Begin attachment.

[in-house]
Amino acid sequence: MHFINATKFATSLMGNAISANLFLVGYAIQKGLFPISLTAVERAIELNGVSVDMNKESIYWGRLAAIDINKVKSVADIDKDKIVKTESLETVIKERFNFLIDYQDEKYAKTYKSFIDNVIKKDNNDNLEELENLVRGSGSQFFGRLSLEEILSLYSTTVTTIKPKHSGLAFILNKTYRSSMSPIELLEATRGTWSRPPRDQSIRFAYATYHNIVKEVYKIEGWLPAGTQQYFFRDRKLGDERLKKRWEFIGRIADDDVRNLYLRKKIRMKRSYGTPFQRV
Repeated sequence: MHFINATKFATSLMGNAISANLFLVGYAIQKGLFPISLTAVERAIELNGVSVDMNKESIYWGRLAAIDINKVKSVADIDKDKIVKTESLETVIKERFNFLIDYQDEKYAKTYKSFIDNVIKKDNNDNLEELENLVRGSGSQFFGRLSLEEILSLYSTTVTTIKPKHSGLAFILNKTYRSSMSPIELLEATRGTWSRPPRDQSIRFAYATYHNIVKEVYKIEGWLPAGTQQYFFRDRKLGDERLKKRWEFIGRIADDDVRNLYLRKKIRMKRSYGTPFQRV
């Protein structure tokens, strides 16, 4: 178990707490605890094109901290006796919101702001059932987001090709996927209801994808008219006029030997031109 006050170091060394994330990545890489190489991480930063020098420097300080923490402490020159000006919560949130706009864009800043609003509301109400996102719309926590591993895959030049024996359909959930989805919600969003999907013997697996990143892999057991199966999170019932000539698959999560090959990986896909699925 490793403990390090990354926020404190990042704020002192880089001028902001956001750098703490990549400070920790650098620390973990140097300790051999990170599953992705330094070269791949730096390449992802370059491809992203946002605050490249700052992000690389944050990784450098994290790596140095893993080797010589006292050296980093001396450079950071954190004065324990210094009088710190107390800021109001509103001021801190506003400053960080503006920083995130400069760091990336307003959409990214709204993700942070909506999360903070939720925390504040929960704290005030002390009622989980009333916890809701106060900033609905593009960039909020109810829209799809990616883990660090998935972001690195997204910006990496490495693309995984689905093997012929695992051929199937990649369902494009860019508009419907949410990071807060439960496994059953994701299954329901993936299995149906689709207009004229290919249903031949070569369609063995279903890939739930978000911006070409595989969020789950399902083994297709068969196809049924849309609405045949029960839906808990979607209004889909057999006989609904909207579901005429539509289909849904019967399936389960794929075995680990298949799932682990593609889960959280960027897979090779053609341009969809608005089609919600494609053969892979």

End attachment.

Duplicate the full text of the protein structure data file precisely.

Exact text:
[in-house]
Amino acid sequence: MHFINATKFATSLMGNAISANLFLVGYAIQKGLFPISLTAVERAIELNGVSVDMNKESIYWGRLAAIDINKVKSVADIDKDKIVKTESLETVIKERFNFLIDYQDEKYAKTYKSFIDNVIKKDNNDNLEELENLVRGSGSQFFGRLSLEEILSLYSTTVTTIKPKHSGLAFILNKTYRSSMSPIELLEATRGTWSRPPRDQSIRFAYATYHNIVKEVYKIEGWLPAGTQQYFFRDRKLGDERLKKRWEFIGRIADDDVRNLYLRKKIRMKRSYGTPFQRV
Repeated sequence: MHFINATKFATSLMGNAISANLFLVGYAIQKGLFPISLTAVERAIELNGVSVDMNKESIYWGRLAAIDINKVKSVADIDKDKIVKTESLETVIKERFNFLIDYQDEKYAKTYKSFIDNVIKKDNNDNLEELENLVRGSGSQFFGRLSLEEILSLYSTTVTTIKPKHSGLAFILNKTYRSSMSPIELLEATRGTWSRPPRDQSIRFAYATYHNIVKEVYKIEGWLPAGTQQYFFRDRKLGDERLKKRWEFIGRIADDDVRNLYLRKKIRMKRSYGTPFQRV
């Protein structure tokens, strides 16, 4: 178990707490605890094109901290006796919101702001059932987001090709996927209801994808008219006029030997031109 006050170091060394994330990545890489190489991480930063020098420097300080923490402490020159000006919560949130706009864009800043609003509301109400996102719309926590591993895959030049024996359909959930989805919600969003999907013997697996990143892999057991199966999170019932000539698959999560090959990986896909699925 490793403990390090990354926020404190990042704020002192880089001028902001956001750098703490990549400070920790650098620390973990140097300790051999990170599953992705330094070269791949730096390449992802370059491809992203946002605050490249700052992000690389944050990784450098994290790596140095893993080797010589006292050296980093001396450079950071954190004065324990210094009088710190107390800021109001509103001021801190506003400053960080503006920083995130400069760091990336307003959409990214709204993700942070909506999360903070939720925390504040929960704290005030002390009622989980009333916890809701106060900033609905593009960039909020109810829209799809990616883990660090998935972001690195997204910006990496490495693309995984689905093997012929695992051929199937990649369902494009860019508009419907949410990071807060439960496994059953994701299954329901993936299995149906689709207009004229290919249903031949070569369609063995279903890939739930978000911006070409595989969020789950399902083994297709068969196809049924849309609405045949029960839906808990979607209004889909057999006989609904909207579901005429539509289909849904019967399936389960794929075995680990298949799932682990593609889960959280960027897979090779053609341009969809608005089609919600494609053969892979």